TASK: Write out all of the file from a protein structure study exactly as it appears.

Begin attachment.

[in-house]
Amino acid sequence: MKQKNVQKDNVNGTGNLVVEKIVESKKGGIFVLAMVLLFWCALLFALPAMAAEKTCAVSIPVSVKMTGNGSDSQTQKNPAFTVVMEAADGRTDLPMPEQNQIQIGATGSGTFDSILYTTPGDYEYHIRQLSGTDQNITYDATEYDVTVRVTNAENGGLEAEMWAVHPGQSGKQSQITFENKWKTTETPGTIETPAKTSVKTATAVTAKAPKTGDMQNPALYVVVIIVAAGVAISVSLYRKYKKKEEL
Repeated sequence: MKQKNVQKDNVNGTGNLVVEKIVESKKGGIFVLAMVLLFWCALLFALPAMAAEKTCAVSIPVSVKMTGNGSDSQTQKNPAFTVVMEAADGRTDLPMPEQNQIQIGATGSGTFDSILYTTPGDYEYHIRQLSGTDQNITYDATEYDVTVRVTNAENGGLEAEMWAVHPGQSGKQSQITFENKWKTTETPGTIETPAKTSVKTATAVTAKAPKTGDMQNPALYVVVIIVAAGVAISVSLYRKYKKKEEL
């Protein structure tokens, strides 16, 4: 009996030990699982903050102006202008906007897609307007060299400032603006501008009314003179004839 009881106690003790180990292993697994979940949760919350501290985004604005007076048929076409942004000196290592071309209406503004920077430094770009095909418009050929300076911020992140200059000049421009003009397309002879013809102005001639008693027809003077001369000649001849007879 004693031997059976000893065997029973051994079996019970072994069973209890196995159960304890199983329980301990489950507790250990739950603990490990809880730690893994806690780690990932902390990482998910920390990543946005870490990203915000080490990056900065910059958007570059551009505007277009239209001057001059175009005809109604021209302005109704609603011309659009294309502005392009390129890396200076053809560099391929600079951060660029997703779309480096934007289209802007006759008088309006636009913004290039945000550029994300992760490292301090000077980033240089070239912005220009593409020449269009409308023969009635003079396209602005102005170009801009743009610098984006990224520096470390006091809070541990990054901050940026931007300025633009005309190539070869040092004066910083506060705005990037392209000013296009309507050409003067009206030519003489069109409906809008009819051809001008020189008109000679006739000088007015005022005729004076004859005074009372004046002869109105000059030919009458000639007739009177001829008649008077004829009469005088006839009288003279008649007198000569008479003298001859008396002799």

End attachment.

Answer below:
[in-house]
Amino acid sequence: MKQKNVQKDNVNGTGNLVVEKIVESKKGGIFVLAMVLLFWCALLFALPAMAAEKTCAVSIPVSVKMTGNGSDSQTQKNPAFTVVMEAADGRTDLPMPEQNQIQIGATGSGTFDSILYTTPGDYEYHIRQLSGTDQNITYDATEYDVTVRVTNAENGGLEAEMWAVHPGQSGKQSQITFENKWKTTETPGTIETPAKTSVKTATAVTAKAPKTGDMQNPALYVVVIIVAAGVAISVSLYRKYKKKEEL
Repeated sequence: MKQKNVQKDNVNGTGNLVVEKIVESKKGGIFVLAMVLLFWCALLFALPAMAAEKTCAVSIPVSVKMTGNGSDSQTQKNPAFTVVMEAADGRTDLPMPEQNQIQIGATGSGTFDSILYTTPGDYEYHIRQLSGTDQNITYDATEYDVTVRVTNAENGGLEAEMWAVHPGQSGKQSQITFENKWKTTETPGTIETPAKTSVKTATAVTAKAPKTGDMQNPALYVVVIIVAAGVAISVSLYRKYKKKEEL
């Protein structure tokens, strides 16, 4: 009996030990699982903050102006202008906007897609307007060299400032603006501008009314003179004839 009881106690003790180990292993697994979940949760919350501290985004604005007076048929076409942004000196290592071309209406503004920077430094770009095909418009050929300076911020992140200059000049421009003009397309002879013809102005001639008693027809003077001369000649001849007879 004693031997059976000893065997029973051994079996019970072994069973209890196995159960304890199983329980301990489950507790250990739950603990490990809880730690893994806690780690990932902390990482998910920390990543946005870490990203915000080490990056900065910059958007570059551009505007277009239209001057001059175009005809109604021209302005109704609603011309659009294309502005392009390129890396200076053809560099391929600079951060660029997703779309480096934007289209802007006759008088309006636009913004290039945000550029994300992760490292301090000077980033240089070239912005220009593409020449269009409308023969009635003079396209602005102005170009801009743009610098984006990224520096470390006091809070541990990054901050940026931007300025633009005309190539070869040092004066910083506060705005990037392209000013296009309507050409003067009206030519003489069109409906809008009819051809001008020189008109000679006739000088007015005022005729004076004859005074009372004046002869109105000059030919009458000639007739009177001829008649008077004829009469005088006839009288003279008649007198000569008479003298001859008396002799």